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David Baris and Christopher M. Witeck Quoted in Bloomberg BNA Article, “Bank M&A Stagnates Despite Trump Push to Deregulate Industry”

Bloomberg BNA

David Baris, Christopher M. Witeck

David Baris and Christopher M. Witeck were quoted on September 28, 2017 in a Bloomberg BNA article, “Bank M&A Stagnates Despite Trump Push to Deregulate Industry,” which noted that there has not been an increase in bank mergers and acquisitions despite President Trump’s push to deregulate the financial industry. The article stated, “The 159 U.S. bank deals announced so far this year is 9 percent lower than the 175 during the same nine-month period in 2016, according Bloomberg L.P. data. Deal volume has trended downward in recent years from 323 in 2009 and 351 in 2010, to 235 deals for all of 2016. The deal stagnation comes amid rising bank stock prices since Trump’s election in November. The new administration has talked about loosening rules for banks, but made relatively little progress.”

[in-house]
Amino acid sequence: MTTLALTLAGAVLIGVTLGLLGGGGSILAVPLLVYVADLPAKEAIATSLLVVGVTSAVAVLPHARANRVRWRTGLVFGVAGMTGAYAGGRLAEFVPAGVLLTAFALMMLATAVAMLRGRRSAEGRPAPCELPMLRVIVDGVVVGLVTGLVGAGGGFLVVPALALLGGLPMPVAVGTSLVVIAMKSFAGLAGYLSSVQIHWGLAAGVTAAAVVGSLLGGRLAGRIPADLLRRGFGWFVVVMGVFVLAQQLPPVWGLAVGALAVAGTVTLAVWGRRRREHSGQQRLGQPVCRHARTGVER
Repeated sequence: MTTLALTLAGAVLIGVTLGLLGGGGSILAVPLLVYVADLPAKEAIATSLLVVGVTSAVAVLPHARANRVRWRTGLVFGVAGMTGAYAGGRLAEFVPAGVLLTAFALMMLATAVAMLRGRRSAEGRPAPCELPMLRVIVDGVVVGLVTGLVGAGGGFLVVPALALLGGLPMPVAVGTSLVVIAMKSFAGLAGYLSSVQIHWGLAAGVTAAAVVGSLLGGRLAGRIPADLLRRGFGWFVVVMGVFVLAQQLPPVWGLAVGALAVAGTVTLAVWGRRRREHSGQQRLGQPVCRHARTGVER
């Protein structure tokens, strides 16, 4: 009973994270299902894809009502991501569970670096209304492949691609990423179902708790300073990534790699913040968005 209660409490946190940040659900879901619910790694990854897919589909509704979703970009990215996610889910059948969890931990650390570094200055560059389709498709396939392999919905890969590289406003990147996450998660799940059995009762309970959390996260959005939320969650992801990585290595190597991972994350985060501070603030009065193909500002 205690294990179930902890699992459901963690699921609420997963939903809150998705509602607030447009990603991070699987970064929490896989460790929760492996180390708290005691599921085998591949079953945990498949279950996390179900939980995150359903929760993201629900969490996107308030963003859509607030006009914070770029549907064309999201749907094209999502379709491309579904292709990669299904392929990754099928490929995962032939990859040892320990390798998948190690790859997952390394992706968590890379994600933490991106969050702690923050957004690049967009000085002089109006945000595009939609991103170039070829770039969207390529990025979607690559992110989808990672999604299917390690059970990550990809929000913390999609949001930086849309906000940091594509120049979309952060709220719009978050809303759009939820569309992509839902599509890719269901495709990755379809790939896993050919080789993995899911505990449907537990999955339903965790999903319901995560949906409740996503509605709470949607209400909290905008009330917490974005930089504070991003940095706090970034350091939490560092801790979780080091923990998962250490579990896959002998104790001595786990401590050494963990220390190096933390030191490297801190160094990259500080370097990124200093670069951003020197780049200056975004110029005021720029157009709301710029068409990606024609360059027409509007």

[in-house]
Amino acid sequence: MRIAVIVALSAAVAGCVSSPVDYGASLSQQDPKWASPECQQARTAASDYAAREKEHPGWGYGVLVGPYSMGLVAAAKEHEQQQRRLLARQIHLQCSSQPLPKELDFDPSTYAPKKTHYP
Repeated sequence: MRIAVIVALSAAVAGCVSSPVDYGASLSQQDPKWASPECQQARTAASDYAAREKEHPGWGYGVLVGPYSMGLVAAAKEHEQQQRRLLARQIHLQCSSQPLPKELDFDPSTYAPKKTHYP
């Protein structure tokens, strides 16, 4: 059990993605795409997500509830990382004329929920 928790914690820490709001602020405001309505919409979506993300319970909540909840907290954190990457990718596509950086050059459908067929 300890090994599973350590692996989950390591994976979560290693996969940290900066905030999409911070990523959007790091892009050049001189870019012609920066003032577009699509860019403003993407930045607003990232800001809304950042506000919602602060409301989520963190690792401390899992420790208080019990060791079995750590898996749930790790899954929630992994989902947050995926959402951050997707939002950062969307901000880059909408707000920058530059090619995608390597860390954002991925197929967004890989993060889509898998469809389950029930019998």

The article also noted, “There isn’t a clear picture of what the regulatory structure will look like from a leadership perspective. Two key bank regulatory nominations—Randal Quarles to be vice chairman for bank supervision at the Federal Reserve and Joseph Otting to helm the Office of the Comptroller of the Currency—are awaiting Senate floor votes eight months into the new administration.” Baris said, “A lot of banks, are still struggling to make a reasonable profit with the headwinds of continuing substantial compliance costs. If they’re able to get regulatory relief from Congress or the banking agencies and CFPB [Consumer Financial Protection Bureau], that would give them more reason to stay independent. So it could work the other way.”

The article added, “The recent growth in financial technology, or fintech, and interest among traditional banks could also explain the decline in M&A.” Witeck stated, “The proposed fintech charter with the Office of the Comptroller of the Currency remains a viable option that may contribute in the near term to decreased bank deal activity. If it becomes clear that’s not an option, you may see more fintech companies trying to buy banks.”

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